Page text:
Reproducer Re`pro·du"cer noun One who, or that which, reproduces. Burke.
Reproducer Re`pro·duc"er noun 1. In a phonograph, a device containing a sounding diaphragm and the needle or stylus that traverses the moving record, for reproducing the sound. 2. In a manograph, a device for reproducing the engine stroke on a reduced scale.
Reproduction Re`pro·duc"tion noun [ Confer French reproduction .] 1. The act or process of reproducing; the state of being reproduced ; specifically (Biol.) , the process by which plants and animals give rise to offspring. » There are two distinct methods of reproduction; viz.: asexual reproduction (agamogenesis) and sexual reproduction (gamogenesis). In both cases the new individual is developed from detached portions of the parent organism. In asexual reproduction (gemmation, fission, etc.), the detached portions of the organism develop into new individuals without the intervention of other living matter. In sexual reproduction, the detached portion, which is always a single cell, called the female germ cell , is acted upon by another portion of living matter, the male germ cell , usually from another organism, and in the fusion of the two (impregnation) a new cell is formed, from the development of which arises a new individual. 2. That which is reproduced.
Reproductive Re`pro·duc"tive adjective [ Confer French reproductif .] Tending, or pertaining, to reproduction; employed in reproduction. Lyell.
Reproductory Re`pro·duc"to·ry adjective Reproductive.
Reproof Re·proof" noun
[ Middle English reproef
. See Proof
.] 1. Refutation; confutation; contradiction.
[ Obsolete] 2. An expression of blame or censure; especially, blame expressed to the face; censure for a fault; chiding; reproach.
Those best can bear reproof who merit praise. Pope. Syn.
-- Admonition; reprehension; chiding; reprimand; rebuke; censure; blame. See Admonition
Reprovable Re·prov"a·ble adjective [ Confer French réprouvable .] Worthy of reproof or censure. Jer. Taylor. Syn. -- Blamable; blameworthy; censurable; reprehensible; culpable; rebukable. -- Re*prov"a*ble*ness , noun -- Re*prov"a*bly , adverb
Reprove Re·prove" transitive verb
[ imperfect & past participle Reproved
(-pr??vd"); present participle & verbal noun Reproving
.] [ French réprouver
, Old French reprover
, from Latin reprobare
. See Reprieve
, and confer Reproof
.] 1. To convince.
When he is come, he will reprove the world of sin, and of righteousness, and of judgment. John xvi. 9. 2. To disprove; to refute.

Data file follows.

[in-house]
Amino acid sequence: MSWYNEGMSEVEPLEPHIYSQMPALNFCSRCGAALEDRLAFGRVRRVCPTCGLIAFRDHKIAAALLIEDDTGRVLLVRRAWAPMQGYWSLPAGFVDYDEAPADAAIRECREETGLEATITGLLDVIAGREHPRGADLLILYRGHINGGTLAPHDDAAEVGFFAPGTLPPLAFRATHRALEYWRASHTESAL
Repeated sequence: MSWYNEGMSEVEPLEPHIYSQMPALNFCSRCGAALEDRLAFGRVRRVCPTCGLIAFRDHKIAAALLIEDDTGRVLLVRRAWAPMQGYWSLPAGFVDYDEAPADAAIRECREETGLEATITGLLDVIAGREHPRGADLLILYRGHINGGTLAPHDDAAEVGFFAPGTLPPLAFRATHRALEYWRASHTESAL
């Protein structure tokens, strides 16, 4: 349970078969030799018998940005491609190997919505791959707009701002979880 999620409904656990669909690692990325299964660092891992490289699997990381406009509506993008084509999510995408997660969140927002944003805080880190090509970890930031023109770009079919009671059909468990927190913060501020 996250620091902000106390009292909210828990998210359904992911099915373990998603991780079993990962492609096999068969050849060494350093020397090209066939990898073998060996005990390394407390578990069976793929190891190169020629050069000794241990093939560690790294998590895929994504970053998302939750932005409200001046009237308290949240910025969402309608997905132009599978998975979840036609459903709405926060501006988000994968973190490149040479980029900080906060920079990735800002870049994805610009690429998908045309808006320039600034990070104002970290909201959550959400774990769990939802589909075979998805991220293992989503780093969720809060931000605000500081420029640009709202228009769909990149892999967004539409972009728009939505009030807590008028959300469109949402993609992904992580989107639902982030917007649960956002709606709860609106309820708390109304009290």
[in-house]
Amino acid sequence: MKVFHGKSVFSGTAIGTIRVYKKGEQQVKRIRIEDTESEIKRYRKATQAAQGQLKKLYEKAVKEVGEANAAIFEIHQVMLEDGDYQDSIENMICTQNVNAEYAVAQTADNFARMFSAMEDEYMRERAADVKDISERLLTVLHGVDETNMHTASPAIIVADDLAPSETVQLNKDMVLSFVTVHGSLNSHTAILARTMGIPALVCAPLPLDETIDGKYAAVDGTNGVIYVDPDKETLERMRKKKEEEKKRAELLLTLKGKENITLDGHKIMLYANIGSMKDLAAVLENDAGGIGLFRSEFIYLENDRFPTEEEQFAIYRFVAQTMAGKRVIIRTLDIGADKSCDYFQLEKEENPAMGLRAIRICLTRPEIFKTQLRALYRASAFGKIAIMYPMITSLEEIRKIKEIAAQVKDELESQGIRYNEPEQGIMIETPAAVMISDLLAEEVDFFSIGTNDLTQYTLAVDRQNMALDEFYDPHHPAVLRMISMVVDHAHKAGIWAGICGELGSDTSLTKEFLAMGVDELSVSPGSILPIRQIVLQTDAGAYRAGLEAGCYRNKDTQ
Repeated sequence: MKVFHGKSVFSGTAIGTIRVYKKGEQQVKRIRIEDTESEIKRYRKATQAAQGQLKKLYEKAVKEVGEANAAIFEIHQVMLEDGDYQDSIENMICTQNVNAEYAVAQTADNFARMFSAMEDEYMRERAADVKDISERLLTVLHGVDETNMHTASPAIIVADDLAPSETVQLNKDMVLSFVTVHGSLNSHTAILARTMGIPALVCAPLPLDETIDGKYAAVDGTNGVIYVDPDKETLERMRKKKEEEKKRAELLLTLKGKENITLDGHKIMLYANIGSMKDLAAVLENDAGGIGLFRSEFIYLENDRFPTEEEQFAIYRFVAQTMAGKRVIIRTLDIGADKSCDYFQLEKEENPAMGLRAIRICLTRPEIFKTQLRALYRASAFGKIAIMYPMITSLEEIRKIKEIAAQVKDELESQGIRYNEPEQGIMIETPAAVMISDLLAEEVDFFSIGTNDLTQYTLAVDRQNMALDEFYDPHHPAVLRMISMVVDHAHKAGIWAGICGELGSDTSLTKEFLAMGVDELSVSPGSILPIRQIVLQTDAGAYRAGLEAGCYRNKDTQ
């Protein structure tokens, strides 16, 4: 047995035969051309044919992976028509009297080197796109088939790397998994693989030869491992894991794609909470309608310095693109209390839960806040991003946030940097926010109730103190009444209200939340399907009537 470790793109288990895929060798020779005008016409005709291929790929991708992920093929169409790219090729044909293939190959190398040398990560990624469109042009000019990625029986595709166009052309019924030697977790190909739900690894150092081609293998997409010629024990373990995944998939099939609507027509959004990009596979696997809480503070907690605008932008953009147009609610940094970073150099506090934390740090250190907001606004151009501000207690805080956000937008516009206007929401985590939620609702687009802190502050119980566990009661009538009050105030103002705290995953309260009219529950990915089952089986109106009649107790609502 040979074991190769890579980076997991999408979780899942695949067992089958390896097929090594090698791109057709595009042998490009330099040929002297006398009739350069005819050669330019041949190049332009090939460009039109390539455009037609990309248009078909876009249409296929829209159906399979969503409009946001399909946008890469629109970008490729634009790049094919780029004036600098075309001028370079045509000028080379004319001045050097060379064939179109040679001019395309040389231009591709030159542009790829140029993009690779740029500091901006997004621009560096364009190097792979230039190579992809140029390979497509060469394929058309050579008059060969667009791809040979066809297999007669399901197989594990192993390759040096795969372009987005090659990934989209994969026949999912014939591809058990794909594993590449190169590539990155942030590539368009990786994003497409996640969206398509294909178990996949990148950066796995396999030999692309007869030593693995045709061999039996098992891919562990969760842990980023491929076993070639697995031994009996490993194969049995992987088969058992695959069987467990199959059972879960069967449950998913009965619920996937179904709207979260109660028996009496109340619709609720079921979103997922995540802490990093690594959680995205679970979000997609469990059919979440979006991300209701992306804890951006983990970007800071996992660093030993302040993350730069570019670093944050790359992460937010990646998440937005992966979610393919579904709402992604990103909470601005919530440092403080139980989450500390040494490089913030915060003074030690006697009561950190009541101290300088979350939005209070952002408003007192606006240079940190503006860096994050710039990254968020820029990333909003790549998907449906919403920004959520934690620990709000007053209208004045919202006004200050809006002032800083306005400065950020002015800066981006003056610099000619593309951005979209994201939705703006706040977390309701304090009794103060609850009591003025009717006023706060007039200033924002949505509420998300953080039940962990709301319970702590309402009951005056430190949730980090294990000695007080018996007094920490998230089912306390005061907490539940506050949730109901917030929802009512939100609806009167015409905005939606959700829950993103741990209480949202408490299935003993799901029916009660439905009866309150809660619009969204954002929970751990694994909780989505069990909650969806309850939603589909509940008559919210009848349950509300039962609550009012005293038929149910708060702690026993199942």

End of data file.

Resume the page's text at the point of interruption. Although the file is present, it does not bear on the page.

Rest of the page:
Reprove my allegation, if you can. Shak. 3. To chide to the face as blameworthy; to accuse as guilty; to censure.
What if thy son
Prove disobedient, and, reproved , retort, Milton. 4. To express disapprobation of; as, to reprove faults.
"Wherefore didst thou beget me?"
He neither reproved the ordinance of John, neither plainly condemned the fastings of the other men. Udall. Syn.
-- To reprehend; chide; rebuke; scold; blame censure. -- Reprove
. These words all signufy the expression of disapprobation. To reprove
implies greater calmness and self-possession. To rebuke
implies a more excited and personal feeling. A reproof
may be administered long after the offience is committed, and is usually intended for the reformation of the offender; a rebuke
is commonly given at the moment of the wrong, and is administered by way of punishment and condemnation. A reprimand
proceeds from a person invested with authority, and is a formal and offiscial act. A child is reproved
for his faults, and rebuked
for his impudence. A military officer is reprimanded
for neglect or violation of duty.
Reprover Re·prov"er noun One who, or that which, reproves.
Reprovingly Re·prov"ing·ly adverb In a reproving manner.
(rē*prun") transitive verb To prune again or anew.
Yet soon reprunes her wing to soar anew. Young.
Reptant Rep"tant adjective [ Latin reptans , -antis , present participle of reptare , v. intens. from repere to creep. See Reptile .] 1. (Botany) Same as Repent . 2. (Zoology) Creeping; crawling; -- said of reptiles, worms, etc.
Reptantia Rep·tan"ti·a noun plural [ New Latin ] (Zoology) A division of gastropods; the Pectinibranchiata.
Reptation Rep·ta"tion noun [ Latin reptatio , from reptare : confer French reptation .] (Zoology) The act of creeping.
Reptatory Rep"ta·to·ry adjective (Zoology) Creeping.
Reptile Rep"tile adjective
[ French reptile
, Latin reptilis
, from repere
, to creep; confer Lithuanian reploti
; perhaps akin to Latin serpere
. Confer Serpent
.] 1. Creeping; moving on the belly, or by means of small and short legs. 2. Hence: Groveling; low; vulgar; as, a reptile race or crew; reptile vices.
There is also a false, reptile prudence, the result not of caution, but of fear. Burke.
And dislodge their reptile souls Coleridge.
From the bodies and forms of men.
Reptile Rep"tile noun 1. (Zoology) An animal that crawls, or moves on its belly, as snakes,, or by means of small, short legs, as lizards, and the like.